• Jiji


The city of Fukuoka, jointly with the Japan Weather Association, is conducting an experiment to reduce food waste using artificial intelligence.

In the experiment, AI is used to predict sales of products in line with weather conditions, allowing stores to adjust their order and production volumes.

Participating stores were able to reduce waste and boost sales in the fiscal year that ended in March.

The experiment uses the JWA’s weather-based demand prediction service, which analyzes mainly weather conditions, temperatures, social media posts and past retail sales data to predict demand for more than 660 products, including fresh food and prepared food, in seven stages.

In the experiment last fiscal year, six of the eight participating companies in the city saw their food waste decline, while seven logged increased sales.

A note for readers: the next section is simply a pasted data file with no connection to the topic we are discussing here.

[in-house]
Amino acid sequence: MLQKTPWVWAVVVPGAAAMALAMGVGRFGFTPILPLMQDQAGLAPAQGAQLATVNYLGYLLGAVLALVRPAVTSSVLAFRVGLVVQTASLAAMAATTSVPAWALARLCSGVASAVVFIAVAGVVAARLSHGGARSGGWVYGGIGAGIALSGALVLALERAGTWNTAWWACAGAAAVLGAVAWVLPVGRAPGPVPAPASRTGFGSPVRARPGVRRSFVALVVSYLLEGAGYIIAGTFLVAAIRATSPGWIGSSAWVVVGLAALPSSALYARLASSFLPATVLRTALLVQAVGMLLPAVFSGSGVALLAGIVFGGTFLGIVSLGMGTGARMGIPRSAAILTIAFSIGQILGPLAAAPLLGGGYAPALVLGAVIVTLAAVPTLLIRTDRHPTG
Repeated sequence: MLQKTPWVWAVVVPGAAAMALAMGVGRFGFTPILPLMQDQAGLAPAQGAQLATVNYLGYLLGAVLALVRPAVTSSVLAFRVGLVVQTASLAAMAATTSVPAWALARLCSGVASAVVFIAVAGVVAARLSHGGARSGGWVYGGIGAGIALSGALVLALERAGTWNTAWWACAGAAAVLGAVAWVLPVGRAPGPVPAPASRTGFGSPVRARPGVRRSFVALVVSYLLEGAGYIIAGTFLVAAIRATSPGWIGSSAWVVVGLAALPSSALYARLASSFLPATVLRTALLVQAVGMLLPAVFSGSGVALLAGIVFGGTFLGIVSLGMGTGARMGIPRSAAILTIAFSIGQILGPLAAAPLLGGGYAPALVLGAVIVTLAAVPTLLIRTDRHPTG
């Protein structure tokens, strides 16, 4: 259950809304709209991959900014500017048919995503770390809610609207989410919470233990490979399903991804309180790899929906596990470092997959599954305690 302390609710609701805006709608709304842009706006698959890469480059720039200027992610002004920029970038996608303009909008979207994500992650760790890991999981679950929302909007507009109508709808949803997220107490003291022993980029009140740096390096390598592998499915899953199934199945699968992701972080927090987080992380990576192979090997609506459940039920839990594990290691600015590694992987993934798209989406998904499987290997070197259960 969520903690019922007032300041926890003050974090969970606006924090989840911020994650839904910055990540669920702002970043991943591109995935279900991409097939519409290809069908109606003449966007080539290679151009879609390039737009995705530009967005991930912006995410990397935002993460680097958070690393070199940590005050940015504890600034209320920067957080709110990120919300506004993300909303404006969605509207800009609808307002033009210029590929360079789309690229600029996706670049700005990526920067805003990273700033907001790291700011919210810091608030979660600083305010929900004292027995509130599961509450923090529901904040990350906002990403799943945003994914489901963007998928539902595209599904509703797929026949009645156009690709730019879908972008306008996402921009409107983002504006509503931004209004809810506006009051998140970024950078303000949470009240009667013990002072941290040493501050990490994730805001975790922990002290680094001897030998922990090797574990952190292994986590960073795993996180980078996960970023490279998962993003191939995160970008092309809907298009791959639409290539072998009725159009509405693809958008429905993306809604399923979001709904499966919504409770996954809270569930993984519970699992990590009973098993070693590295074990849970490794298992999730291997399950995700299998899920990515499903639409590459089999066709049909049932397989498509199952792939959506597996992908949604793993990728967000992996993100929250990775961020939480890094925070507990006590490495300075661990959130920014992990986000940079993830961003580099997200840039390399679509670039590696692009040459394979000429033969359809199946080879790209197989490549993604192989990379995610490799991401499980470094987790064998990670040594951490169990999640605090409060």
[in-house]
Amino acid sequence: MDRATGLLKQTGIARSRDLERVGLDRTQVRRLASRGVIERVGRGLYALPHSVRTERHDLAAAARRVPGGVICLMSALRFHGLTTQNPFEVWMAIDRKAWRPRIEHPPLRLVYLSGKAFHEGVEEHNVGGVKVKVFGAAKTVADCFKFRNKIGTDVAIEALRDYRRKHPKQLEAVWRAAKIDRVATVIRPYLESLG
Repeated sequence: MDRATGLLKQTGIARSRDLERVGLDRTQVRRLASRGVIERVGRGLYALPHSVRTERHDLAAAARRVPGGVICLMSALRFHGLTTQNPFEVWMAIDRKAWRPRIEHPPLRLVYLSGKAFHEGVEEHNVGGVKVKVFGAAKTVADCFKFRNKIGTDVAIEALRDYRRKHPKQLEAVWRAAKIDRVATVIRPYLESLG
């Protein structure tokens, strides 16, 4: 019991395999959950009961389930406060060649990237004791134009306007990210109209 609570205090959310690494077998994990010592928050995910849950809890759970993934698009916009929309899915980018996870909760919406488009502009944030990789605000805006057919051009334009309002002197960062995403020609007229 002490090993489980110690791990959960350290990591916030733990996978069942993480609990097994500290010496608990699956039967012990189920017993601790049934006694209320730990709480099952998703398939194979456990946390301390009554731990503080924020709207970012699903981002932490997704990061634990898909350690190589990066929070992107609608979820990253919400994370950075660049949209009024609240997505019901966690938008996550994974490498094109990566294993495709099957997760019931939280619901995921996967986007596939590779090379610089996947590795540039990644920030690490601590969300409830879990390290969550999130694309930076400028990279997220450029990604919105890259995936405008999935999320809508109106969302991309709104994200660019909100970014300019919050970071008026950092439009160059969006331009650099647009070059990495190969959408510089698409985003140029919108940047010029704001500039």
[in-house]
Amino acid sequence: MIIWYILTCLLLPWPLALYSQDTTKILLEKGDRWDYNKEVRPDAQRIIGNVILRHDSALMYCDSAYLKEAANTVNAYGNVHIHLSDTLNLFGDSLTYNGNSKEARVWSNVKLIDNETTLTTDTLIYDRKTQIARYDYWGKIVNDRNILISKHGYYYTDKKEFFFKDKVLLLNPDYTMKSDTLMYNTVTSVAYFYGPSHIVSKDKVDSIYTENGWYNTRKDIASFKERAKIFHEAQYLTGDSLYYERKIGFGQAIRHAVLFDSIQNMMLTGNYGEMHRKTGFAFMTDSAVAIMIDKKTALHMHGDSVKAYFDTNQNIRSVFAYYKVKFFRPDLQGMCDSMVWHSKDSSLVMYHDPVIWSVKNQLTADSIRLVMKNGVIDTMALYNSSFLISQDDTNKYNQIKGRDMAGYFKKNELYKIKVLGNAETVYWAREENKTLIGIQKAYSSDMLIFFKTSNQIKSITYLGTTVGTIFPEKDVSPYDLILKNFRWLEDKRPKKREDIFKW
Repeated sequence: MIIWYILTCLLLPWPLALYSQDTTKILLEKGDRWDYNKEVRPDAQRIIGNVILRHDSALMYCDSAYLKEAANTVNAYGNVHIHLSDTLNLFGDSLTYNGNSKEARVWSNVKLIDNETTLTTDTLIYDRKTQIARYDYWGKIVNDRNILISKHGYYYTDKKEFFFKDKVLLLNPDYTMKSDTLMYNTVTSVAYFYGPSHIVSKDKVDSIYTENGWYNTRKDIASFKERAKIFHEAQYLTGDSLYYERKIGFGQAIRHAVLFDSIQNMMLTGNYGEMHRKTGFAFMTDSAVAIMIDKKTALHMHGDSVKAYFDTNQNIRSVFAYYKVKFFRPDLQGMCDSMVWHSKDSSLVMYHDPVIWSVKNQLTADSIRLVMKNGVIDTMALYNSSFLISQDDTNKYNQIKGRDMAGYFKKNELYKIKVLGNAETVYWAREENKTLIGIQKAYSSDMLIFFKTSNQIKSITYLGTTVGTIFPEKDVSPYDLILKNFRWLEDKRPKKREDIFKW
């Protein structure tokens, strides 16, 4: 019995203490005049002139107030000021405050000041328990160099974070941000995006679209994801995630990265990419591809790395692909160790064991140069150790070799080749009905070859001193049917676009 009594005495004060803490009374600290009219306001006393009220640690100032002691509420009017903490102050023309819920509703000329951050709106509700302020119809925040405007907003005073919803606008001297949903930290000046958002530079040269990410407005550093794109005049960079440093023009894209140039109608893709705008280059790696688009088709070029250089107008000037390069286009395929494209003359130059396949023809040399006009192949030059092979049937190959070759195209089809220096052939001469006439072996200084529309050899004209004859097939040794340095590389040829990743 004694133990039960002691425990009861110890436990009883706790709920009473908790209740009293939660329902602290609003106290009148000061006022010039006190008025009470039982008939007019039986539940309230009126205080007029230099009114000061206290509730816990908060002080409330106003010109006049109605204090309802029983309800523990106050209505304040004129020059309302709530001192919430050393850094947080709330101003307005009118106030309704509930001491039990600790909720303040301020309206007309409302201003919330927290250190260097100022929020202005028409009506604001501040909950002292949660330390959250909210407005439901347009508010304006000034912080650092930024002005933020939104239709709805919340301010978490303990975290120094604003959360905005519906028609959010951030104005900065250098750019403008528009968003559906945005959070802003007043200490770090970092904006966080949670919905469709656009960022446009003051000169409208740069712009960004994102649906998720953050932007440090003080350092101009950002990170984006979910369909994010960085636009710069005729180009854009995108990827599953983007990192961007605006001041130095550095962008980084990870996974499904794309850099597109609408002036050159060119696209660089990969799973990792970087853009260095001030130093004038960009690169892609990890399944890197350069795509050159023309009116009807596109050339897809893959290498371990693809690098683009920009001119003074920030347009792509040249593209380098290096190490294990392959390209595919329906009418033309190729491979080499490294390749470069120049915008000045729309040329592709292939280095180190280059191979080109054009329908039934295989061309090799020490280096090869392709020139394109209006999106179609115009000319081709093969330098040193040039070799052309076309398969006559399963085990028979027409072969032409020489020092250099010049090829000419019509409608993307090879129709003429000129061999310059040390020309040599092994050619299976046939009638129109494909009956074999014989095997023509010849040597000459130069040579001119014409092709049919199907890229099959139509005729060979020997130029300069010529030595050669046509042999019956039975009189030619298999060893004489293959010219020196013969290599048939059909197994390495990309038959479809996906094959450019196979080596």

Tojin Bakery logged a drop of some 15% in food waste in September to October 2020, compared with July to August the same year, before the experiment began, while sales increased about 12%.

Using the prediction service, the bakery reduced production on days in which rain was expected and prepared freshly baked bread when customer traffic was expected to rise.

“It was helpful to have concrete numbers to show what we previously had relied on intuition for,” Kei Kuwano, managing director at the company, said. “We were also able to change staff members’ mindsets in an effort to reduce waste.”

The prediction service is expected to undergo upgrades, such as making it easier for stores specializing in a small number of products to use and adding a notification feature that alerts users to sudden changes in weather. The city is continuing the experiment in the current fiscal year.

“Reducing product waste is rewarding for the store and can help cut costs and lost sales opportunities,” an official of the city government section in charge of promoting the reduction of industrial waste said.

According to Japan’s agriculture ministry and other sources, a total of 6 million tons of food waste that could have been eaten was estimated to have been produced in fiscal 2018, with 3.24 million tons being produced by food-related businesses and 2.76 million tons coming from households.

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